BEIJING — China expressed its “strong dissatisfaction” with the U.S. over the Navy’s latest freedom of navigation operation in which a warship sailed past one of China’s man-made islands in the strategic South China Sea.
A leading U.S. think tank, meanwhile, released a new report documenting what it said was continuing reclamation work on Chinese-controlled islands in the area despite a recent claim by China’s foreign minister that such work had stopped two years ago.
In a statement late Thursday, Chinese Foreign Ministry spokesman Geng Shuang called the U.S. Navy’s action a “provocation” that “severely undermines China’s sovereignty and security, and severely endangers the safety of frontline personnel of both sides.”
China, which claims virtually the entire South China Sea, routinely protests such operations, which President Donald Trump’s administration has continued partly to reassure allies locked in territorial disputes with Beijing.
“China has the firm determination to safeguard its territorial sovereignty and maritime interests,” Geng said. The U.S. move will “compel China to take measures to further raise its capacity to defend national territory,” he said.
A U.S. Navy official told The Associated Press that the destroyer USS John S. McCain sailed past Mischief Reef on Thursday. U.S. officials say the military will continue to sail, fly and operate wherever permitted by international law.
Geng said the Chinese navy “identified the U.S. warship, warned and expelled it.”
China and the U.S. maintain different interpretations on international law as applied to the operation of warships, and Beijing has ignored a Hague arbitration court’s ruling that invalidated much of its South China Sea claim.
Although the Philippines has taken steps to improve ties with China under its current leader, Rodrigo Duterte, presidential spokesman Ernesto Abella said Friday “we don’t find (the sail-by) objectionable.”
Tensions in the region escalated after China began to turn seven reefs in the Spratly group, including Mischief, which is also claimed by U.S. defense treaty ally the Philippines, into islands, including three with runways.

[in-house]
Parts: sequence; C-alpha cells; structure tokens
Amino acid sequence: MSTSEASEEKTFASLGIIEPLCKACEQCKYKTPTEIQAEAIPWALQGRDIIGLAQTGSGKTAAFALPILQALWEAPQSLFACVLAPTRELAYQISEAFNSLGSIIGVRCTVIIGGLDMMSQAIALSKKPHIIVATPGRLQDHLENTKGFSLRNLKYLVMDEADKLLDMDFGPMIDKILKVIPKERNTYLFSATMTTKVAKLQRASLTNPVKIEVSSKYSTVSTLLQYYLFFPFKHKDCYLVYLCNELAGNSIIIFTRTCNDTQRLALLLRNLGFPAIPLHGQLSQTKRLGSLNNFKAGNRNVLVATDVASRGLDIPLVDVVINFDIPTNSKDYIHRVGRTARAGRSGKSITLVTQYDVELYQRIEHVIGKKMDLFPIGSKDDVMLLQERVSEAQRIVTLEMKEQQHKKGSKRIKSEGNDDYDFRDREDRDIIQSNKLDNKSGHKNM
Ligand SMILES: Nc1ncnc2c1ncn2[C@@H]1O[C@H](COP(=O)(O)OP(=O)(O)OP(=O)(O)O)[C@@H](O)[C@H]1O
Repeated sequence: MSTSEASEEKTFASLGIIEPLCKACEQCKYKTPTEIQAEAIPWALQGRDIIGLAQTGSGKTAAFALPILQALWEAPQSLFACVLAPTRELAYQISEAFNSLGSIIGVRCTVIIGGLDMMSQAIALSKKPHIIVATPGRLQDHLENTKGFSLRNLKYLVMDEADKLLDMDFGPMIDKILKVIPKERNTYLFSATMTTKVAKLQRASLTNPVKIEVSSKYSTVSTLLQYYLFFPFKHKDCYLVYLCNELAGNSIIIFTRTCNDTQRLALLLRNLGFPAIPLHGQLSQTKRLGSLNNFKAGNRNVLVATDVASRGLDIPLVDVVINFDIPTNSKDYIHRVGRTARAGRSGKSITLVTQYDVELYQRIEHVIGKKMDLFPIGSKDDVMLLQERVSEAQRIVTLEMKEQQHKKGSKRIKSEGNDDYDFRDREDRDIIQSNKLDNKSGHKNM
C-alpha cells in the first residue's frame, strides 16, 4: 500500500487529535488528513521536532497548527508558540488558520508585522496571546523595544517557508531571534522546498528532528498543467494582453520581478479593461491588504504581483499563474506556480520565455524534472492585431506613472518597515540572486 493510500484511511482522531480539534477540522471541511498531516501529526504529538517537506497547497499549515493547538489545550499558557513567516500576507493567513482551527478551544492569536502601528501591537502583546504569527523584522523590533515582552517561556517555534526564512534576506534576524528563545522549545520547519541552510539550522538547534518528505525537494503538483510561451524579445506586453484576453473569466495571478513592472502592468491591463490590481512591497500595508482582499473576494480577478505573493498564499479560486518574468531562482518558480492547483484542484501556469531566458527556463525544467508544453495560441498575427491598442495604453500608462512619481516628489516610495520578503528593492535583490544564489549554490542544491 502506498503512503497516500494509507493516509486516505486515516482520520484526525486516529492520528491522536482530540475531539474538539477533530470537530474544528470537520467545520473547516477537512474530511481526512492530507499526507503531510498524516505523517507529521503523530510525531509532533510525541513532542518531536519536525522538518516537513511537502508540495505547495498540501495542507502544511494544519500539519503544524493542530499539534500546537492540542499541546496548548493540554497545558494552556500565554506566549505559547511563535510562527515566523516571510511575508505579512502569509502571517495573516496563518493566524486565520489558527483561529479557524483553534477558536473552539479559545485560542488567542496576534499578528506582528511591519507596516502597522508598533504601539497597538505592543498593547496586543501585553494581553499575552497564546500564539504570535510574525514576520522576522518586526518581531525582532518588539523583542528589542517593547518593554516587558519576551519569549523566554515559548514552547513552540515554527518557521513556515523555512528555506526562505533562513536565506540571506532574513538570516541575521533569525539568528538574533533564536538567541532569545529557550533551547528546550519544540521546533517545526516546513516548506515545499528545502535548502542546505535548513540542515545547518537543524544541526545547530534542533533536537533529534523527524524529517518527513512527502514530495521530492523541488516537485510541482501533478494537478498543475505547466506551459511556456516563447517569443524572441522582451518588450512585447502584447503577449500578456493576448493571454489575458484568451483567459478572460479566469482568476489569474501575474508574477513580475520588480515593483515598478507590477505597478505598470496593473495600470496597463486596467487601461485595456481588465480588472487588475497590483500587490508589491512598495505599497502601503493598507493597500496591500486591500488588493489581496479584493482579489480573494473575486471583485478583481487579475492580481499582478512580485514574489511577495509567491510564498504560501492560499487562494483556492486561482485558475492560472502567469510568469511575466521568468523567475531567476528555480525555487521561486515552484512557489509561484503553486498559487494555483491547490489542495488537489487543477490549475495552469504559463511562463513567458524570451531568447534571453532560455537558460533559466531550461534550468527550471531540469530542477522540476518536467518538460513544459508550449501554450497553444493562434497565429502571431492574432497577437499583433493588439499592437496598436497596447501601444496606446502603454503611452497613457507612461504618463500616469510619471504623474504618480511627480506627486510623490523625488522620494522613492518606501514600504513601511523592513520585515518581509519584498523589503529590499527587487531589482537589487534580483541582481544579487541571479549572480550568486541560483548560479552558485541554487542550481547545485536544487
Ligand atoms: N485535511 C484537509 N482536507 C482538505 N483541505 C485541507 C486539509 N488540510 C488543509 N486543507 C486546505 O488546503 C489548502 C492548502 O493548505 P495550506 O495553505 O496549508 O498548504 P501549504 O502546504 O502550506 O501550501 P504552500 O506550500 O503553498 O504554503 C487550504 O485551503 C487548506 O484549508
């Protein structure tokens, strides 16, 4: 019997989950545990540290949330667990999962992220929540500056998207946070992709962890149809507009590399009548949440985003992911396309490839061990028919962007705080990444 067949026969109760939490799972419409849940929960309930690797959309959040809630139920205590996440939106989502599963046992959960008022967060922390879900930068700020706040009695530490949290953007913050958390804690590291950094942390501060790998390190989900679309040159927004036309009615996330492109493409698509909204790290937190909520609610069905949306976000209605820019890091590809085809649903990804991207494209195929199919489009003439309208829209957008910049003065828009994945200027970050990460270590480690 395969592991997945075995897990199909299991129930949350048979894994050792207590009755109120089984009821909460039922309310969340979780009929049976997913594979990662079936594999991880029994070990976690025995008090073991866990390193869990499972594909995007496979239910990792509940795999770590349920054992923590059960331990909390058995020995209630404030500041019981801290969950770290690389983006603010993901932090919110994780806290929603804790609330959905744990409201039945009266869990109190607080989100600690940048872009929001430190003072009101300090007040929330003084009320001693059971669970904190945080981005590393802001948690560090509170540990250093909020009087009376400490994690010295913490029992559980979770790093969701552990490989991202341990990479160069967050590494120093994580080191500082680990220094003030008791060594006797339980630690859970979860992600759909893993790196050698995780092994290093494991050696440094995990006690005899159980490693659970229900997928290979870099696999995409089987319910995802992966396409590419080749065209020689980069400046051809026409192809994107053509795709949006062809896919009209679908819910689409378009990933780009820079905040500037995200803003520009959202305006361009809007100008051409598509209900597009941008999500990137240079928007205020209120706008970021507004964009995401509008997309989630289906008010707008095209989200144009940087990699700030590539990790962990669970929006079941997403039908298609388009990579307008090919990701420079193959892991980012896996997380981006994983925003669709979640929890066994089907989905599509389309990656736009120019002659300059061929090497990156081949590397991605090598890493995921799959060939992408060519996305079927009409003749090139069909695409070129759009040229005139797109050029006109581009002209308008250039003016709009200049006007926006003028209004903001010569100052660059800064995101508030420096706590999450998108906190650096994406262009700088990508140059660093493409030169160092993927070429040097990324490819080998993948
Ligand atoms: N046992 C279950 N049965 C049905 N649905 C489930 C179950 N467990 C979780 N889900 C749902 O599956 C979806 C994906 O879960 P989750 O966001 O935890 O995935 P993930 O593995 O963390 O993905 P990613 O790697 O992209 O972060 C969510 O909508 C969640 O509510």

Missile systems and other defense infrastructure are believed to have also been installed on the islands, which the U.S. and China’s neighbors fear could be used to project Chinese power into the area and potentially obstruct freedom of navigation.
Firing back at criticism of China’s activities, Foreign Minister Wang Yi said Monday that China had “stopped or already completed land reclamation” on its holdings in the South China Sea two years ago.
However, the Washington-based Center for Strategic and International Studies said China was continuing to reclaim land in the Paracel Islands to the north of the Spratlys.
Wang’s claim “is false” and China’s reclamation work “did not end in mid-2015 with the completion of its artificial islands in the Spratlys,” said the report.
The Paracels play “a key role in China’s goal of establishing surveillance and power projection capabilities throughout the South China Sea,” the report said. “To this end, Beijing has undertaken substantial upgrades of its military infrastructure in the Paracels.”
China occupies 20 outposts in the chain and improvements include the addition of harbors, helipads, an airstrip, hangars and a surface-to-air missile battery, the report said.
Earlier in the week, Wang said talks on a nonaggression pact aimed at preventing clashes from erupting in the South China Sea may start this year if “outside parties” don’t cause a major disruption, in an apparent reference to Washington and allies such as Japan.
The U.S. is not a party to the disputes in the busy and potentially oil- and gas-rich waters that also involve Brunei, Malaysia, the Philippines, Taiwan and Vietnam. Washington, however, has declared it in its interest to ensure that the conflicts are resolved peacefully and that freedom of navigation and overflight remain unhampered. An estimated $5 trillion in annual trade passes through the waterway.
Washington’s critical actions came as it courts the help of China, North Korea’s most important economic partner, in taming Pyongyang’s nuclear weapons ambitions and ending its missile tests.
Associated Press writer Jim Gomez in Manila, Philippines, contributed to this report.
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